Patenting your Invention: A Step by Step Guide for Inventors and Conceptualizers Everywhere

As they say, necessity is the mother of all invention. In this day and age, there are a lot of inventions that come out of the woodwork that somehow try to ease the difficulties we encounter in real life. Ideas and inventions do not have to be necessarily grand in scale, they just have to have a niche that can be served. The invention has to solve a problem and if it is coupled with a great marketing strategy, then the inventor may be able to realize a good return on his investment

So, why do we need to patent? Why do we need to protect an idea? What are the different considerations that we have to take into account when we seek to register our ideas?

Patenting our ideas means other people would not be able to copy, use, offer or sell our ideas to other interested parties within the territory where the patent has been applied. This means we get protection on our ideas that might turn out to be profit-making ventures in the future. It would give you the right to develop your ideas as you see fit – you can bring in investors or other support groups to help you with the exposition and development of your ideas to fruition.

If you really want to patent an idea you have got to determine whether it would fall under the category of process, composition of matter, article of manufacture or an improvement of any of the aforementioned three. If the idea is not useful or is part of the natural phenomena or is considered an abstract idea, then you won’t get a patent for it no matter what you do.

If your idea falls under the aforementioned categories, then these steps indicate how to patent an idea that could possibly earn you profits if everything goes according to plan.

    1. Make sure your idea can be useful. As mentioned earlier, your idea should either be a process, an article of manufacture or a composition of matter before it can be patented. Make sure that it has practical applications in the real world for it to be given a patent. The burden of proof of proving the usefulness of the idea falls on the inventor.
    2. Ensure that the idea is new, non-obvious and useful. Make sure that your ideas for patent would be able to withstand the criticism of the panel – make sure it would be new – meaning no replications would be allowed, it would not be easily thought of by other people and it should be intrinsically useful.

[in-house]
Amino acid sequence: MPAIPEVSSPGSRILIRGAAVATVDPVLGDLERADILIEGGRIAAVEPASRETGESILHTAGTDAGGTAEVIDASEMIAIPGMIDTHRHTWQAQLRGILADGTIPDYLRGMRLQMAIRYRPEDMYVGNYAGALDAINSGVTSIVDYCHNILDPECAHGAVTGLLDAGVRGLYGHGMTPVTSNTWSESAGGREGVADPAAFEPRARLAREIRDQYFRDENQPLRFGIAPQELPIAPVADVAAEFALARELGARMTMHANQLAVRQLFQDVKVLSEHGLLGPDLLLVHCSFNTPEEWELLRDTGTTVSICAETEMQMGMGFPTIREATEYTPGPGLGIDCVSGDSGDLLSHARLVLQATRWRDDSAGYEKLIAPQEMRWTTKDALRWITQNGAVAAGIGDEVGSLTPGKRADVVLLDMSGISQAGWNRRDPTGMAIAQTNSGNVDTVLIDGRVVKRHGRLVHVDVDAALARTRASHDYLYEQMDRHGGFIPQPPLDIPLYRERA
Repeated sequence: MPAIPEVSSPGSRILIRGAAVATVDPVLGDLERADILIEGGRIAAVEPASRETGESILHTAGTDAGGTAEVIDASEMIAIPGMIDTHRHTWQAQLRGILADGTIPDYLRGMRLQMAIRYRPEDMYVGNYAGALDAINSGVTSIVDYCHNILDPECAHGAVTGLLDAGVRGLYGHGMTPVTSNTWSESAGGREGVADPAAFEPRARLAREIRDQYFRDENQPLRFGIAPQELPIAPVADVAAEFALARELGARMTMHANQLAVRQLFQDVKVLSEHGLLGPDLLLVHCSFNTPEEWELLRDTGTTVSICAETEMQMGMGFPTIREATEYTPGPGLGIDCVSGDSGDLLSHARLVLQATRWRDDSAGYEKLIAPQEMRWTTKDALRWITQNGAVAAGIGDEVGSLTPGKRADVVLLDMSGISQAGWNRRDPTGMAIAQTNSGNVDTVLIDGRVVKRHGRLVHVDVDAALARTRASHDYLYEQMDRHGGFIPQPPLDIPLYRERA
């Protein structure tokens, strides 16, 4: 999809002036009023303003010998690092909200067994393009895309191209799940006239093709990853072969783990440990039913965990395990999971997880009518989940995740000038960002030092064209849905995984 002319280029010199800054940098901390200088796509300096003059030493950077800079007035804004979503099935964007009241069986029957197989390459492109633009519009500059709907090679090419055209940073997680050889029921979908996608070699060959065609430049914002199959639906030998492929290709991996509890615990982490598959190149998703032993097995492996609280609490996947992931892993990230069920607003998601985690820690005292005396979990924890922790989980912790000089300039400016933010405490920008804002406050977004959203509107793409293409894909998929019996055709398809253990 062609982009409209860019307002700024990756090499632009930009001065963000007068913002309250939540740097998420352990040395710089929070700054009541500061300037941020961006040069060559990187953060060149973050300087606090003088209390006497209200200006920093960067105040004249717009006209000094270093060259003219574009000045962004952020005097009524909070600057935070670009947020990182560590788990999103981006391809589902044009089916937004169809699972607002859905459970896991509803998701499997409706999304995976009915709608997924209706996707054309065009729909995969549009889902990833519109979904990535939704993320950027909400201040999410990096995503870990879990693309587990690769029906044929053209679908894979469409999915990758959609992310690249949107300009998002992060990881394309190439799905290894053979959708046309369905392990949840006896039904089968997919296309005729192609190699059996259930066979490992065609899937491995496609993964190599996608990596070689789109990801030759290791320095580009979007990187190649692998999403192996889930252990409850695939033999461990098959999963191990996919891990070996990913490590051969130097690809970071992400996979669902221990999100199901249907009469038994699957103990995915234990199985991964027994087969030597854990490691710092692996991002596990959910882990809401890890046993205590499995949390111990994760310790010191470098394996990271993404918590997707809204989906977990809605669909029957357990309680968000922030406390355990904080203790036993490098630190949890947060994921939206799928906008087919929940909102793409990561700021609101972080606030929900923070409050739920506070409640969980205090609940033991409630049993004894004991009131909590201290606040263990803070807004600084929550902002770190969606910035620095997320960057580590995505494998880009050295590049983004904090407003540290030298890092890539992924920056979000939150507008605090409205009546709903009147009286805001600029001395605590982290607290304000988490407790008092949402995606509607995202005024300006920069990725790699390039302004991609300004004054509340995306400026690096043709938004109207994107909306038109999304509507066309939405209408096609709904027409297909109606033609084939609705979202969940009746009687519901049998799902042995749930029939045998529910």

3. Make sure that it doesn’t have any patent existing. Look at the existing patents and find out if your idea is indeed unique. Make sure that no other previous patent has been filed for your idea. If there’s a previous patent, then you would have to let go of your idea.
    4. Seek legal help and advice. If you find that poring over legalese is not your thing, better get yourself a patent lawyer to help you navigate the maze on how to patent an idea.
    5. Determine what patent you need. You would have to decide whether you need a design patent or a utility patent.
    6. File a provisional patent. Seeing as that your ideas have withstood the initial scrutiny, then you would be good to file a provisional patent. Remember that the provisional patent is only good for 12 months.
    7. File for an electronic application. Coordinate with your patent office to file an electronic application of your patent. This extends the scope of your patent into the digital world. You would be given a customer number and a digital certificate.
    8. Prepare other needed requirements. Make sure you would be able to prepare the specifications, the drawings and other attachments that would be required by the patents office.
    9. Wait for the authorization code and the reference number before filling up the requisite forms. Make sure you have the necessary data before filling in the requisite forms for submission.
    10. Wait to find out if your patent has been approved or rejected. The waiting game begins – you would have to find out if your idea has been approved and been given a patent or has been rejected and you’ll go back to the drawing board.

Patenting an idea is a circuitous but necessary process that would ensure you get your rights protected. If you have an idea, and you would like to develop it, take every opportunity to ensure you would get first shot at it rather than any other party.

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